Thursday, October 01, 2009

Peace, order and customs tariffs

I always wondered what Canada would seem like in comparison to the rest of the world. When I came back at Christmas after five months away, I remember being struck by how clean both Pearson Airport and Toronto were. I also don't remember the streets of downtown Toronto being as neat and orderly before I left as they were last winter.

My first impression of Canada was that we do speak with accents. I was usually able to tell apart American tourists when I worked in retail, but I never realized how different we sounded until I boarded an Air Transat flight on Monday and concluded that everybody was Canadian. The other first impression was that whereas East Asian countries are preoccupied with the germs you bring in, Europe with your immigration status, Americans with the fact that my contact lens solution could blow up the VFW building in Biloxi, Canadians are obsessed with taxing any liquor or cigarettes you might have.

At any rate, my impressions of this country are that it's big, cold and clean. And quiet, really quiet. Nobody drives down the street with a truck blaring "컴퓨터...냉장고...고장너..." ad nauseam. In fact, it's silent, or at least it seems silent after a year in the Seoul area and a week across the street from St. Pancras station in London. Those were my impressions before I left as well, but they are at the forefront of my thoughts now. Every single room in this house is bigger than my apartment in Korea, and sometimes I get lost in the space. Even the suburbs of Malton and Rexdale seem a lot nicer because of the space and the stillness.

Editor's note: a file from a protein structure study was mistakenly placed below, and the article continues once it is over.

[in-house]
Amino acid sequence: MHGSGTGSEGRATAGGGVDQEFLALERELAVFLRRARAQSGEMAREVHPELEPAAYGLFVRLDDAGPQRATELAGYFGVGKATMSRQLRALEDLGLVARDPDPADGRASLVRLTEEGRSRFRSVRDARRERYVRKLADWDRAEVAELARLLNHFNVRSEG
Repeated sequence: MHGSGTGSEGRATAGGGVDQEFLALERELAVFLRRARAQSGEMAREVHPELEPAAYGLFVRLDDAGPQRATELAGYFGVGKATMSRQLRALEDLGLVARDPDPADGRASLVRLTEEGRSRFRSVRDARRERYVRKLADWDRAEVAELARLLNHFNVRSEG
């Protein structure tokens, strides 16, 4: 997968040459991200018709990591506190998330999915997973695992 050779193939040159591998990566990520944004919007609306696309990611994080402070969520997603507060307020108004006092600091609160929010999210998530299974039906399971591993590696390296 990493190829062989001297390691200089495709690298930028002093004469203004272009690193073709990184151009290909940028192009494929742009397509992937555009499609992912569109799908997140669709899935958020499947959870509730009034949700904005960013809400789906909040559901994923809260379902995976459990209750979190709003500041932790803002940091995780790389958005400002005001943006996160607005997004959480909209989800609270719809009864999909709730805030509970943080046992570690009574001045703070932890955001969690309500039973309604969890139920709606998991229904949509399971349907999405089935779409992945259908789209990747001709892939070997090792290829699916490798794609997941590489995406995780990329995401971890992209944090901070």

Canada is also really cold. Ten degrees at the end of September is nothing remarkable, but when I went to Hong Kong in July, my perceptions of temperatures changed after just a week there. Seoul was at something like 27 degrees when we returned at midnight, but I found it cold, and nothing has ever really been warm enough since, except the mid-afternoons in Istanbul, where it was 32 or 34 degrees. The memories I have of running on six inches of squeaky, hard-packed snow in -20 weather are about as foreign as the time it got up to 50 degrees when I was in Pakistan.

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